The best approach for addressing this shortcoming is to structure the assessment into multiple question banks - each of which aligns with a single action point that we want to achieve in the course. Action points are analogous to learning objectives but distinct. Whereas the learning objectives list what people will learn, the action points list what the company wants them to do (or not do) after being trained.
The MCQs (preferably scenario-based) in a given question bank must test only the corresponding action point and be of the same level of difficulty. The test is then composed by randomly selecting a set number of questions (preferably one) from each question banks. This ensures that each instance of the assessment test is consistent and each learner is tested on all the points that are important for compliance.
Multiple true false questions
True/false questions are regarded as being inferior to multiple choice questions. This is unjustified as numerous research studies have shown that the reliability score of multiple true false (MTF) questions is higher than that of MCQs.
An MTF consists of single vignette with a question stem followed several items, each of which the employee must evaluate as true or false. The items may be presented together or one at a time - the latter is better accessibility if the assessment is online.
To compare the MTF format with MCQ, consider the example of a course on Bribery Prevention. Let's assume that this course has five action points and an assessment with two MCQs for each action point. Take one of these action points - say related gifts and hospitality procedures in the company. This would be tested with two MCQs with four response choices. The probability of an employee with no competency being able to select the correct answer randomly is 25% (it would be higher if the learner had a partial understanding to eliminate one or more of the distractors). So the probability of this employee answering both questions correctly is 6.25%.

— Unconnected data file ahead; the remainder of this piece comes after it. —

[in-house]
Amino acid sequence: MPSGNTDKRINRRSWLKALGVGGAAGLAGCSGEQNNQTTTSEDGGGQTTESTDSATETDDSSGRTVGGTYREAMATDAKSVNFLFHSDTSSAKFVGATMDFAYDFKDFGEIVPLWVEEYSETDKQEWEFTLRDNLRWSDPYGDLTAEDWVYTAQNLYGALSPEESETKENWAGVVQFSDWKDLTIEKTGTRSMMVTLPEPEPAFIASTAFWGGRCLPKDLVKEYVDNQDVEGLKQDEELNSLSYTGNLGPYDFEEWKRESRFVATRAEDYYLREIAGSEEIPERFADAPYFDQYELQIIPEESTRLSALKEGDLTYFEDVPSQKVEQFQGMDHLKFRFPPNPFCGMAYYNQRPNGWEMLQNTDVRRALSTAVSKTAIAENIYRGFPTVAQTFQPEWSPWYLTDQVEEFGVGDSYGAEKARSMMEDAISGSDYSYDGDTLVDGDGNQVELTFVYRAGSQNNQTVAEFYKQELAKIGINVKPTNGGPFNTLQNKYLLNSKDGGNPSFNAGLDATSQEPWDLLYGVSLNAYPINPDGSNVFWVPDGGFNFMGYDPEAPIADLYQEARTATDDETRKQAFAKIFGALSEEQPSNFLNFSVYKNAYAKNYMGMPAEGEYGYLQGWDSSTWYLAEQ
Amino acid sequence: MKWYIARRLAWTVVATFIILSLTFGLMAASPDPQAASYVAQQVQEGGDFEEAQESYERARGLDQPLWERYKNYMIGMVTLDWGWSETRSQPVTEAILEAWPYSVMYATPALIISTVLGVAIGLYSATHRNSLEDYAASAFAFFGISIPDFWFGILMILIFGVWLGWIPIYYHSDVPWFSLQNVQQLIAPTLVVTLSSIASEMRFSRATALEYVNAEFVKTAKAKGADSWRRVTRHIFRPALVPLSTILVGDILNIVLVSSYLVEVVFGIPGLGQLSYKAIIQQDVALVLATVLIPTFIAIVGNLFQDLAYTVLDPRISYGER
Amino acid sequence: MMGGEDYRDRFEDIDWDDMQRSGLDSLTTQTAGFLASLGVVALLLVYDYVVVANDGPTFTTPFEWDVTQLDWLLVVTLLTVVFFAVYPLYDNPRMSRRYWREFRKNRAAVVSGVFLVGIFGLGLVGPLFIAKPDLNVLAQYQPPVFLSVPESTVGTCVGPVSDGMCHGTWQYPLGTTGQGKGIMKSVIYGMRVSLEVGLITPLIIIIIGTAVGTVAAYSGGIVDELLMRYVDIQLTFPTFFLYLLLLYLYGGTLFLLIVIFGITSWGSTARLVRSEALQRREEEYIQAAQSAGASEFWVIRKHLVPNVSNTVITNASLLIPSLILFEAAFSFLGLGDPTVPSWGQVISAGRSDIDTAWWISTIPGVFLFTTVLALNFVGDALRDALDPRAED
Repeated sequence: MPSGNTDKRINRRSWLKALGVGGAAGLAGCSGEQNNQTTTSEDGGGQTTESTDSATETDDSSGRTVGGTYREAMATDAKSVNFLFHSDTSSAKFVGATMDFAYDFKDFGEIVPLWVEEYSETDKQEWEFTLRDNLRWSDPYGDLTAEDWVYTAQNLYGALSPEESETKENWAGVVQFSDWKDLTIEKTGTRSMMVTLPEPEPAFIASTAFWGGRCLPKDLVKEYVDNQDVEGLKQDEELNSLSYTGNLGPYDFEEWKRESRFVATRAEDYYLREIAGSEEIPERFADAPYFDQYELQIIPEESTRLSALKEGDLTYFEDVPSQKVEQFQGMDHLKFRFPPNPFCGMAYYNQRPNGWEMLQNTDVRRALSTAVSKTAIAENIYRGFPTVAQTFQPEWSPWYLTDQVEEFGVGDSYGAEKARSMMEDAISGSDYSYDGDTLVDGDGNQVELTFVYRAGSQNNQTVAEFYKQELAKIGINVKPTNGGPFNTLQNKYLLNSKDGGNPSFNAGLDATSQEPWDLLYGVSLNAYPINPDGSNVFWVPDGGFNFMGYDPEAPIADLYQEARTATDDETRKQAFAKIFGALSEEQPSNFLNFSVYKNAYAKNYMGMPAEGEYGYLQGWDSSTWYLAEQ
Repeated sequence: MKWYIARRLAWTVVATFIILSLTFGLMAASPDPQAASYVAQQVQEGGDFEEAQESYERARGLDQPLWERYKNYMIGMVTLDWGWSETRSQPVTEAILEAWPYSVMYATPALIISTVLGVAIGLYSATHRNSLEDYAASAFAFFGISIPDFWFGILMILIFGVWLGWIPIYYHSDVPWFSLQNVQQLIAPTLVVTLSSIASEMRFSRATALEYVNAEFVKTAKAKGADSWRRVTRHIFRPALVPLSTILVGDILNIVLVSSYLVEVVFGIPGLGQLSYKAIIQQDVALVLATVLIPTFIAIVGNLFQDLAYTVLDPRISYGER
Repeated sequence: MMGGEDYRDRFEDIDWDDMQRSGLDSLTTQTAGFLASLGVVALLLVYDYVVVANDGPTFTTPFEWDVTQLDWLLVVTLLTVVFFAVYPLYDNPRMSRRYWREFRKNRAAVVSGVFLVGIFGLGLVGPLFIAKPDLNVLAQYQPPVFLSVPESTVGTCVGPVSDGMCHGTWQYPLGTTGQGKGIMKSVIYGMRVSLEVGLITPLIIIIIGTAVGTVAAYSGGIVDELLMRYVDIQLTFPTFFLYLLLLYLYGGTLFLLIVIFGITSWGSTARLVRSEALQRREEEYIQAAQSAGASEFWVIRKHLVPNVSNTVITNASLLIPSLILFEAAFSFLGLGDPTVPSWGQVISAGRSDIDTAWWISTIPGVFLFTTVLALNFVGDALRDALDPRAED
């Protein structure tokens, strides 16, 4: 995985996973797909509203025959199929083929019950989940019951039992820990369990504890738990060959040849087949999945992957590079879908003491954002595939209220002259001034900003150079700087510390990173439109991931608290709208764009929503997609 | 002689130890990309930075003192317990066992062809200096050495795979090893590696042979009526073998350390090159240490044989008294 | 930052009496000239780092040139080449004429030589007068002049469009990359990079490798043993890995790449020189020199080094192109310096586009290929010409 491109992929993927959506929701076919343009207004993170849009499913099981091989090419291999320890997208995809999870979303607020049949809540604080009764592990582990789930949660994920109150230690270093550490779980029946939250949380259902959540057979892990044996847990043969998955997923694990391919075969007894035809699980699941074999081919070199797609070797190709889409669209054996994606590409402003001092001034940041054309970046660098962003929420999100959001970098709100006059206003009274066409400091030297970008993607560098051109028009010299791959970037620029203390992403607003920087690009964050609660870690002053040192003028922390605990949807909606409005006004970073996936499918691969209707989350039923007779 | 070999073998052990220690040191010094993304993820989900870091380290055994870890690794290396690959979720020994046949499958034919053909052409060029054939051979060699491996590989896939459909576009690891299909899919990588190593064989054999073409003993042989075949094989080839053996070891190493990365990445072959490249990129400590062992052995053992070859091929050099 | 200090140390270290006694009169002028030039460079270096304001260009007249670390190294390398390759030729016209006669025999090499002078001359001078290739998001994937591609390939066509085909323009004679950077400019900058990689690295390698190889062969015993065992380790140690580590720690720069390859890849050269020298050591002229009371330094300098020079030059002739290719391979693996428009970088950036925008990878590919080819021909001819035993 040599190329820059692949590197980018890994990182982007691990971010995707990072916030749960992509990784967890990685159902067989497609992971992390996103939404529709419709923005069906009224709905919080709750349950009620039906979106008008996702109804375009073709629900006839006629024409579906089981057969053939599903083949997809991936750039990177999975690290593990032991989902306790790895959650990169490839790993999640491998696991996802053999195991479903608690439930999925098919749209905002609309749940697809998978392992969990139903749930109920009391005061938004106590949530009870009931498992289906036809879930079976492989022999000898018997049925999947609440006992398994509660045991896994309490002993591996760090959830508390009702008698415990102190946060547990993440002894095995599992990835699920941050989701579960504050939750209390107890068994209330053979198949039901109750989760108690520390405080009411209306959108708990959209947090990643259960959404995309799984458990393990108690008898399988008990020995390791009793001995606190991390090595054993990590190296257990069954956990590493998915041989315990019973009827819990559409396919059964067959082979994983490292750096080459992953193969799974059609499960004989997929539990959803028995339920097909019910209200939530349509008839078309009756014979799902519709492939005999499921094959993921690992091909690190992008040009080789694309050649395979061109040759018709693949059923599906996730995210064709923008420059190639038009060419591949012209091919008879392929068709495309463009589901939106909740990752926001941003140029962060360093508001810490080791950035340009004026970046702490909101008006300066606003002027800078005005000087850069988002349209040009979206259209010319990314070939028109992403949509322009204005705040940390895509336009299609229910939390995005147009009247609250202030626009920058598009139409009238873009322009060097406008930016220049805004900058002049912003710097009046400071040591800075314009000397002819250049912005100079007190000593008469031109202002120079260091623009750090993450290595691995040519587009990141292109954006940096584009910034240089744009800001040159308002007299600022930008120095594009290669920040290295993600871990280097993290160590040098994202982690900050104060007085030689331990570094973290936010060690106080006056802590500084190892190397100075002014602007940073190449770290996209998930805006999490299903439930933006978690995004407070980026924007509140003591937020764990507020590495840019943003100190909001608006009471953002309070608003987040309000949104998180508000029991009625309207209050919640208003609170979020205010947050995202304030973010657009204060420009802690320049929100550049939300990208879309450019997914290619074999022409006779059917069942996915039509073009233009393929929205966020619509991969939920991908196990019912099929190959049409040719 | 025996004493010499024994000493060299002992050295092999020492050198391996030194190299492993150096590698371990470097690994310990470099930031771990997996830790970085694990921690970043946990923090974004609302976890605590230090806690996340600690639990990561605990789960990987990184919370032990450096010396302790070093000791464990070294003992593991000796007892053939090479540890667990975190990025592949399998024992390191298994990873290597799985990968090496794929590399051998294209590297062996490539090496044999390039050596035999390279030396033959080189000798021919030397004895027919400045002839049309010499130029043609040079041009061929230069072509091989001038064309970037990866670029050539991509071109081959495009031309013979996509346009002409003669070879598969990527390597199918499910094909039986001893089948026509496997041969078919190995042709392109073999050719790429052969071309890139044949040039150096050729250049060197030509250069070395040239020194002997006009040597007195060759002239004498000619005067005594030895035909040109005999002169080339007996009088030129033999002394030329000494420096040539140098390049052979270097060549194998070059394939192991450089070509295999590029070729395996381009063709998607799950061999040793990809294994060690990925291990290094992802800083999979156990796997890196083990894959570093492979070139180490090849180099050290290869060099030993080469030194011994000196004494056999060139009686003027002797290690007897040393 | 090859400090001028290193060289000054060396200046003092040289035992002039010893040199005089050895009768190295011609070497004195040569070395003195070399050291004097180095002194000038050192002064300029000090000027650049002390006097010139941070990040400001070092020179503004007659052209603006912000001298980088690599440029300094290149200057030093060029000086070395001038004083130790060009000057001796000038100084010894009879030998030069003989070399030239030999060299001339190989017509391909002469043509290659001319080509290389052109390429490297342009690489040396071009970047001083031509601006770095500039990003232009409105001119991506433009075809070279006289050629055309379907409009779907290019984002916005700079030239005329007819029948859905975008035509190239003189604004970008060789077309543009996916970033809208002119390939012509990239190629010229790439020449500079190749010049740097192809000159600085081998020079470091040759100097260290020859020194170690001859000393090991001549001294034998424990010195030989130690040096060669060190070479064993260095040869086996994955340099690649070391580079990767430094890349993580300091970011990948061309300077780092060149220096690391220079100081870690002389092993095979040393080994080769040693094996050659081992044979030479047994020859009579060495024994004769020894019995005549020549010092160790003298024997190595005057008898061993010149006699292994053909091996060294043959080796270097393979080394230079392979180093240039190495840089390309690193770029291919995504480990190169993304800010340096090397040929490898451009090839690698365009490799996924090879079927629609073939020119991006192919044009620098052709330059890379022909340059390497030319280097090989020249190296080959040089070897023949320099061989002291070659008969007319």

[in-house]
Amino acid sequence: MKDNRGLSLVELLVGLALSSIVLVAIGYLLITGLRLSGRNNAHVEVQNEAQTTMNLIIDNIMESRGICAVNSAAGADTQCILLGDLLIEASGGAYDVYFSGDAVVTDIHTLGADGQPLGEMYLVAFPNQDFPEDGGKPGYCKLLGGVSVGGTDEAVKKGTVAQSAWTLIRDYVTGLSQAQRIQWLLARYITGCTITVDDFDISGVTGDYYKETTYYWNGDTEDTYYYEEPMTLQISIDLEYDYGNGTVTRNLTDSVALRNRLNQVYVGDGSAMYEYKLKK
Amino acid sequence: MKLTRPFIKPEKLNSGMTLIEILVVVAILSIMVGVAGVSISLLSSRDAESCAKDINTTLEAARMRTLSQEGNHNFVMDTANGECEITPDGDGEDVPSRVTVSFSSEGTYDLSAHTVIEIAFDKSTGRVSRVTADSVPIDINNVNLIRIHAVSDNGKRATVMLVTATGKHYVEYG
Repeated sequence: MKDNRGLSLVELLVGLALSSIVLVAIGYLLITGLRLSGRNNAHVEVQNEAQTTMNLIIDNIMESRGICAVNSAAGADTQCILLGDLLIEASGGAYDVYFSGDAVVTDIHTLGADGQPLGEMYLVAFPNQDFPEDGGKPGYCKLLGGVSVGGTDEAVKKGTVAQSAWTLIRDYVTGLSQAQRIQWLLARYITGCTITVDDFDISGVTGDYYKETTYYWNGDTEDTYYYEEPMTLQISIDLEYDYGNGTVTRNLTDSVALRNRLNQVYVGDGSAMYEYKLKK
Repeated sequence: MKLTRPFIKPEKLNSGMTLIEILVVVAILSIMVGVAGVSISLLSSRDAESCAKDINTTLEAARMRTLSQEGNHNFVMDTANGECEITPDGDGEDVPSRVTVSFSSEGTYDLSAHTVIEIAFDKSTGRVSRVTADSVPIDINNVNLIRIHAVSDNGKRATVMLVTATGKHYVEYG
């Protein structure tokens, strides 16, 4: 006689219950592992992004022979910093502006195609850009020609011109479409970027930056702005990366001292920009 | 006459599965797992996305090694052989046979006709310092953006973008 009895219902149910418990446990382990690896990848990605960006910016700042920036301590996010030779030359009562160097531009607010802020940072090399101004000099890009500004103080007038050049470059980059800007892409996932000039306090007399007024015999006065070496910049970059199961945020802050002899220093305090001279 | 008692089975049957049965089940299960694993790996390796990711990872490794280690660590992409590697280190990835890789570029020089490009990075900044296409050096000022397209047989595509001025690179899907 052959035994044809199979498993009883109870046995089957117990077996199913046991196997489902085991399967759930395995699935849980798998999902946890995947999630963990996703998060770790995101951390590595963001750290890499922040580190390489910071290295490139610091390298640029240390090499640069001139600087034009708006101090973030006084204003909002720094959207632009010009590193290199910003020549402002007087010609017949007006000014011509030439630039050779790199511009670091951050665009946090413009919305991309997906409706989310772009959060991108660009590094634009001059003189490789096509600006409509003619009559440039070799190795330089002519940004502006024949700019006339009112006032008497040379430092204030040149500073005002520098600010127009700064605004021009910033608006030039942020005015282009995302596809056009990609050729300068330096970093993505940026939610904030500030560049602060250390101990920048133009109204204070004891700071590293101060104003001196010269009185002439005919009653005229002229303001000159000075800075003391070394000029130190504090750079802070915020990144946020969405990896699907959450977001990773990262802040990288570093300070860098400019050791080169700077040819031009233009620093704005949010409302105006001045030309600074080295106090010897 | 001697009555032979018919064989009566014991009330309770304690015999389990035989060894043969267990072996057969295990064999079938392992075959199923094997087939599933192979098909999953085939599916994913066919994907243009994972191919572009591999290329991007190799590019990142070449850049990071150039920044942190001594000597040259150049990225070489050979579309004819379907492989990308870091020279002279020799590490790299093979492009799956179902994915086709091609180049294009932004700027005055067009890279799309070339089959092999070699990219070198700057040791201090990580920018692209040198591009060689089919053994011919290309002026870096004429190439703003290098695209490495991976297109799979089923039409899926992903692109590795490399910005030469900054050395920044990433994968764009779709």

Extrapolating this, if there were 1,000 employees in the company with poor or no competency of gifts and hospitality procedures, 62 of them would pass the assessment on this action point nevertheless.
This level of false positive error may be tolerable if the assessment comes after the course and if the purpose of the intervention is to raise awareness rather than assess competence. However, it would be intolerable if the assessment was being used for pre-testing.
The purpose of pre-testing is to enable those who demonstrate competence on an action point to skip parts or the whole of the training content related to that action point. For companies to fulfil their compliance training obligations, they need to be able to demonstrate that the pre-test is robust.
In the above example with a 6.25% false positive error rate, 62 out of every 1000 employee with insufficient competency would be able to skip the content on gifts and hospitality procedures via a pre-test composed of two MCQs on this point.
To reduce this false positive error rate, we use the MTF format. Each MCQ with four options can be replaced with MTF with three, or even four items, with no appreciable difference in the assessment duration or user experience. The probability of the employee with no competency being able to score any item correctly is 50%, and that of scoring the two MTFs with three items each is 1.56% (the probability falls to 0.4% if the MTFs have four items each). This four-fold reduction in the false positive error rate makes MTF the format of choice for pre-testing.
To reduce false positive errors further, we take a gamification approach to pre-testing, in which learners are invited to play a game for points (and optionally compete for places on a corporate leaderboard). In this game, we can allow learners to bet on their answer to some or all questions to earn additional points.
The game dynamics can be fine-tuned with a variety of settings including negative marking and the value of the bet. Irrespective of the points, this format of pre-testing adds a valuable new dimension - the confidence that each learner has in their responses. Using this confidence level alongside the MTF score can drive down false negative error and improve the reliability of the testing.
This article was originally published by T-CNews Online, an independent resource for people development and people regulation personnel within the UK financial services industry.